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The power of compounding

Compounding could be an investor’s best friend. Find out how it works.
Reading time: 3 mins

Want to put your money to work and potentially grow your finances? Investing could be a great way to develop your wealth since your invested money could benefit from the power of compounding and flourish over time. Here’s how compounding, supposedly once described as ‘The most powerful force in the Universe’ by Albert Einstein, works.


Snowball effect
When investing, dividends that are payed out and reinvested into a fund compound year on year, which simply means any money you make on top of your original investment is invested back into your plan and could make you more money in the long run. Compounding in a favourable environment means your money could build up – a bit like a snowball rolling down a hill, getting exponentially bigger on the way.

Here’s a hypothetical example to explain how compounding works:

If Sarah invests £7,000 and receives a dividend payment of 3% which is re-invested in the fund, at the end of year one, she would make a gain of £210 and her investment plan would be worth £7,210.

Sarah now has £7,210 invested, which returns 3% dividend, so at the end of year two, she would make £216 and her plan would be worth £7,426.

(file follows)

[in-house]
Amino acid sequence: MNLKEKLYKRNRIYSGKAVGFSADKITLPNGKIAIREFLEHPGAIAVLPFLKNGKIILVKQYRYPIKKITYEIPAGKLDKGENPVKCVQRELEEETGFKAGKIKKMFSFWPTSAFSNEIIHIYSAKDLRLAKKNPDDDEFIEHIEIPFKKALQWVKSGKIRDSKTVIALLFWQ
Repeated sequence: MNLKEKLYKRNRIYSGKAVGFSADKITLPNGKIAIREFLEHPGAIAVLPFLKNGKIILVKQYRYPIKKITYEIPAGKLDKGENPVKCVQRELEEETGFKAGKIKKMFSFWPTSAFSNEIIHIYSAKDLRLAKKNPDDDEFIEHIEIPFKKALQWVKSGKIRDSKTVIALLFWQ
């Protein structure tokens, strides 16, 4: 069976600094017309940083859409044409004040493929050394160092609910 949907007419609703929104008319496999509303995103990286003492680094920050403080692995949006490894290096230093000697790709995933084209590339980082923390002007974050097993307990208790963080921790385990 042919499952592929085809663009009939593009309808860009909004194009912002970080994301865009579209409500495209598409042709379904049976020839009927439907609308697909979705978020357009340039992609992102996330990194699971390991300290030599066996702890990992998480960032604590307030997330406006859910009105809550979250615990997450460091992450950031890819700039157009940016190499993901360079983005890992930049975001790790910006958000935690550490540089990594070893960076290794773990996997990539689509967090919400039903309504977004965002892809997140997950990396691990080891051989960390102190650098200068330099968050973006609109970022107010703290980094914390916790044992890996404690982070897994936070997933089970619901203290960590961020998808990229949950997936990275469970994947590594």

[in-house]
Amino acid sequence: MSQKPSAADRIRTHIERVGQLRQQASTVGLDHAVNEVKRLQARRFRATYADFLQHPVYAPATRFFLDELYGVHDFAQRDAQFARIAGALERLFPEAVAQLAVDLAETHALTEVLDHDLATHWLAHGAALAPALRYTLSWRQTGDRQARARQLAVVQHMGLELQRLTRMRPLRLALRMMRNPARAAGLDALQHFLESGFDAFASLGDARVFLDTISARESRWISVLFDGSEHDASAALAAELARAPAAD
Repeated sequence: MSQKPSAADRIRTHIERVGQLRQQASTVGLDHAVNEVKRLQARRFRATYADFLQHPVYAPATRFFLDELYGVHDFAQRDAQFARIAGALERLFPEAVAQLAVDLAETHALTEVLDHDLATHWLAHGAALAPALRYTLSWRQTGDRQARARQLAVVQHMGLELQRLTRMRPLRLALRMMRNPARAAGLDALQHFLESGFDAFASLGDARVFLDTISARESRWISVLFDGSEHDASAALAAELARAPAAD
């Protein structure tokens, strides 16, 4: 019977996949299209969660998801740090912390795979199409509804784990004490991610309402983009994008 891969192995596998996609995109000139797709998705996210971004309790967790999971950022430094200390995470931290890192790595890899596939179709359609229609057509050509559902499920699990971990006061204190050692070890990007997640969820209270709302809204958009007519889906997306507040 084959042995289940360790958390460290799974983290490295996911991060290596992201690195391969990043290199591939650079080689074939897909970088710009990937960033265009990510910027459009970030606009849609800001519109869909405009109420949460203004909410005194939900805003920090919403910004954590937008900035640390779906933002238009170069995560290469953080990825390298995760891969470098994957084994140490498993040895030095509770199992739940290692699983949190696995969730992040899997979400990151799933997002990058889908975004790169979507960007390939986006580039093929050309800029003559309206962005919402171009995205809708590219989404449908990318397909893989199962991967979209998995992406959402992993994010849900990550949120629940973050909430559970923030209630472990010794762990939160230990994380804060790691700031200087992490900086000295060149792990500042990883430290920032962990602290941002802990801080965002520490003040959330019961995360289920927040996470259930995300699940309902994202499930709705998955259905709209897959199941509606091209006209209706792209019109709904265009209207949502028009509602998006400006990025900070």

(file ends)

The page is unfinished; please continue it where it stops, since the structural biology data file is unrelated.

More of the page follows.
Following this logic, Sarah's original £7,000 investment could be worth £10,906 after 15 years.



*This example is based on investing £7,000 in a Wealthify Confident Plan and its projected value over 15 years from June 2018 to June 2033.

The projected values in this blog show possible future values for a Confident Plan. These are only forecasts and not a reliable indicator of future performance.


‘How long’ not ‘how much’
Compounding and its effect on investing is more about ‘how long’ than ‘how much’. These days you don’t need to be wealthy to start investingdigital investing services, like Wealthify, let you open a plan with a small amount. However, to take advantage of compound returns, start investing as early as possible and if you can, add regular top ups to your plan. Then it’s a question of sitting tight over the long-term to ride out market ups and downs, resisting the temptation to withdraw your funds, and letting compounding work its magic.


Please remember the value of your investments can go down as well as up, and you could get back less than invested.



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